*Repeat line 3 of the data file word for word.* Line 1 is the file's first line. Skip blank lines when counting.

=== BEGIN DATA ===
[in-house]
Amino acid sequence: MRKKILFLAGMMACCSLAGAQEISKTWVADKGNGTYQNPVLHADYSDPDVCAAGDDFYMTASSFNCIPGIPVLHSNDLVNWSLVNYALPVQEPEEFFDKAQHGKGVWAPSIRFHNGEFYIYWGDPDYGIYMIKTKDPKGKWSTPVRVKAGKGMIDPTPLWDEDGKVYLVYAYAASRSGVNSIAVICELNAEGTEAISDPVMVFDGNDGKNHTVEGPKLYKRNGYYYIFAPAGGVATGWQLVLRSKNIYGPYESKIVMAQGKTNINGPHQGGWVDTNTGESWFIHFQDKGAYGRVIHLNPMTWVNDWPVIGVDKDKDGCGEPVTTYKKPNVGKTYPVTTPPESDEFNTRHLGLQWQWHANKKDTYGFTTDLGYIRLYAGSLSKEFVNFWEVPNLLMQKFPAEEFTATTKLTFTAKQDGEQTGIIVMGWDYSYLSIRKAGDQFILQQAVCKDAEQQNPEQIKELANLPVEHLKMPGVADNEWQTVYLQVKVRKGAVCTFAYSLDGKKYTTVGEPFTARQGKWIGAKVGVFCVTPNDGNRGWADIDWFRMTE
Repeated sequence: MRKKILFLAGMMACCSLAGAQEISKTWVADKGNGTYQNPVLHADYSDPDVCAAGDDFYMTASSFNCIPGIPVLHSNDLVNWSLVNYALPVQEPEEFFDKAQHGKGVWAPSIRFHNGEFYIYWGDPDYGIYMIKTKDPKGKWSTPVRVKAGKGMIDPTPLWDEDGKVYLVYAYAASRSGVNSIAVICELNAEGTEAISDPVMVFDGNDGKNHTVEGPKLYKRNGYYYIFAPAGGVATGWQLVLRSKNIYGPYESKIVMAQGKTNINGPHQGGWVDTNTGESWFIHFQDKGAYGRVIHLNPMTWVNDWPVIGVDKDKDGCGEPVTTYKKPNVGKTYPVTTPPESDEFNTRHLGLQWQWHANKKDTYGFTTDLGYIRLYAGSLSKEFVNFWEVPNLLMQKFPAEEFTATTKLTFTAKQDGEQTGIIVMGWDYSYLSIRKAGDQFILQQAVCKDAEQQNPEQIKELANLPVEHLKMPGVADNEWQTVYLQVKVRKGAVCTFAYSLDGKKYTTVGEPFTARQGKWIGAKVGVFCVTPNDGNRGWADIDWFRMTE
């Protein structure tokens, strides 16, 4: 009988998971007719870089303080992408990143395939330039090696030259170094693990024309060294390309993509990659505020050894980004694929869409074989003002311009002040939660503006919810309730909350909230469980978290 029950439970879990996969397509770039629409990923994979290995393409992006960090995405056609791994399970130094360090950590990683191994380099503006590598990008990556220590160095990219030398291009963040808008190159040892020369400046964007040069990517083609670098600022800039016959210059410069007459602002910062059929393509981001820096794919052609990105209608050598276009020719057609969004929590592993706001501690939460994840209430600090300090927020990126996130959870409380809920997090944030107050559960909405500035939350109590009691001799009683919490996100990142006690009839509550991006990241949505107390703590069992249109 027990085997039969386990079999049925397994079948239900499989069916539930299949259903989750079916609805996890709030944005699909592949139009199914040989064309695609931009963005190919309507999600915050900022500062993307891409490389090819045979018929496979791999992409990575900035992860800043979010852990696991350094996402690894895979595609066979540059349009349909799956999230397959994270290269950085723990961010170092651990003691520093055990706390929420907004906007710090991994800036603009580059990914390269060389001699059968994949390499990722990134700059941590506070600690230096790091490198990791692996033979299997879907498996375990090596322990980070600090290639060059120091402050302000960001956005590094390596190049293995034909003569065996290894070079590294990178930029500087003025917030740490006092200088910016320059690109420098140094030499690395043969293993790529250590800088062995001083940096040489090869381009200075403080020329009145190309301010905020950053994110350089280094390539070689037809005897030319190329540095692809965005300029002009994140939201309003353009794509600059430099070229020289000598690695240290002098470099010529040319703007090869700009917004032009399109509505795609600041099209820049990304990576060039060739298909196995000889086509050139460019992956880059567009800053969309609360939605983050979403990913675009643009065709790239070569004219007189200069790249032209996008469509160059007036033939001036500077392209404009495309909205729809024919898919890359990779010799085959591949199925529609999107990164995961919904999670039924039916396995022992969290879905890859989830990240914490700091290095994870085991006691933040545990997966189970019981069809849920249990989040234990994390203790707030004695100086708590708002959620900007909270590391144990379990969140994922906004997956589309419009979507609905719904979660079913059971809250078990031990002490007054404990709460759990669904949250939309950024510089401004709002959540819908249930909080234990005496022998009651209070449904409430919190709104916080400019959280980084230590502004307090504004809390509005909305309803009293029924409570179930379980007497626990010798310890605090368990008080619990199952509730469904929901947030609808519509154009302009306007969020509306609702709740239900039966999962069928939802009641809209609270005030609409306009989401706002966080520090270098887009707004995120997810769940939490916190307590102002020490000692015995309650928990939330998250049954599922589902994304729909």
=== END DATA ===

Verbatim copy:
Repeated sequence: MRKKILFLAGMMACCSLAGAQEISKTWVADKGNGTYQNPVLHADYSDPDVCAAGDDFYMTASSFNCIPGIPVLHSNDLVNWSLVNYALPVQEPEEFFDKAQHGKGVWAPSIRFHNGEFYIYWGDPDYGIYMIKTKDPKGKWSTPVRVKAGKGMIDPTPLWDEDGKVYLVYAYAASRSGVNSIAVICELNAEGTEAISDPVMVFDGNDGKNHTVEGPKLYKRNGYYYIFAPAGGVATGWQLVLRSKNIYGPYESKIVMAQGKTNINGPHQGGWVDTNTGESWFIHFQDKGAYGRVIHLNPMTWVNDWPVIGVDKDKDGCGEPVTTYKKPNVGKTYPVTTPPESDEFNTRHLGLQWQWHANKKDTYGFTTDLGYIRLYAGSLSKEFVNFWEVPNLLMQKFPAEEFTATTKLTFTAKQDGEQTGIIVMGWDYSYLSIRKAGDQFILQQAVCKDAEQQNPEQIKELANLPVEHLKMPGVADNEWQTVYLQVKVRKGAVCTFAYSLDGKKYTTVGEPFTARQGKWIGAKVGVFCVTPNDGNRGWADIDWFRMTE